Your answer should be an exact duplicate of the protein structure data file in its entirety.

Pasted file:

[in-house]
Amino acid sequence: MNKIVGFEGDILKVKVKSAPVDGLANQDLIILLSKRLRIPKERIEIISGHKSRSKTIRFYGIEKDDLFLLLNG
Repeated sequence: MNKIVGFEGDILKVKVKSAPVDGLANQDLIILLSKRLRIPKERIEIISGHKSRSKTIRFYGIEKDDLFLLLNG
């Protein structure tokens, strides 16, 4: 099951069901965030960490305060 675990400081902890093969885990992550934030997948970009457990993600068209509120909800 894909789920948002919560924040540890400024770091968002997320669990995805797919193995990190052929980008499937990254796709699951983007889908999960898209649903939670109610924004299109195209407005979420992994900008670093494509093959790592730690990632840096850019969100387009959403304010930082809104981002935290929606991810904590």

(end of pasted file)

[in-house]
Amino acid sequence: MNKIVGFEGDILKVKVKSAPVDGLANQDLIILLSKRLRIPKERIEIISGHKSRSKTIRFYGIEKDDLFLLLNG
Repeated sequence: MNKIVGFEGDILKVKVKSAPVDGLANQDLIILLSKRLRIPKERIEIISGHKSRSKTIRFYGIEKDDLFLLLNG
């Protein structure tokens, strides 16, 4: 099951069901965030960490305060 675990400081902890093969885990992550934030997948970009457990993600068209509120909800 894909789920948002919560924040540890400024770091968002997320669990995805797919193995990190052929980008499937990254796709699951983007889908999960898209649903939670109610924004299109195209407005979420992994900008670093494509093959790592730690990632840096850019969100387009959403304010930082809104981002935290929606991810904590």